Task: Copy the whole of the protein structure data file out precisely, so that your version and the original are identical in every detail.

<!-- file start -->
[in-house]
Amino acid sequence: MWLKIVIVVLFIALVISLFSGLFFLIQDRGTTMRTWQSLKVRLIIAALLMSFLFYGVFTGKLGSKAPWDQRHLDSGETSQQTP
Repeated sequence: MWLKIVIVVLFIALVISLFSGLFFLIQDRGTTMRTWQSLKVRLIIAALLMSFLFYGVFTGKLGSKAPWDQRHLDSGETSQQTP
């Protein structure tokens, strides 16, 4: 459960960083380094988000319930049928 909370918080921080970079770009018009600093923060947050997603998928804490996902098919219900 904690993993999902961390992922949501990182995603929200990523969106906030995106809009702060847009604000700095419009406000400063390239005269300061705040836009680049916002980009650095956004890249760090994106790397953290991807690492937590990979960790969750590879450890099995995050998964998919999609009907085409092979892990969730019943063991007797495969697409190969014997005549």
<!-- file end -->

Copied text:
[in-house]
Amino acid sequence: MWLKIVIVVLFIALVISLFSGLFFLIQDRGTTMRTWQSLKVRLIIAALLMSFLFYGVFTGKLGSKAPWDQRHLDSGETSQQTP
Repeated sequence: MWLKIVIVVLFIALVISLFSGLFFLIQDRGTTMRTWQSLKVRLIIAALLMSFLFYGVFTGKLGSKAPWDQRHLDSGETSQQTP
């Protein structure tokens, strides 16, 4: 459960960083380094988000319930049928 909370918080921080970079770009018009600093923060947050997603998928804490996902098919219900 904690993993999902961390992922949501990182995603929200990523969106906030995106809009702060847009604000700095419009406000400063390239005269300061705040836009680049916002980009650095956004890249760090994106790397953290991807690492937590990979960790969750590879450890099995995050998964998919999609009907085409092979892990969730019943063991007797495969697409190969014997005549």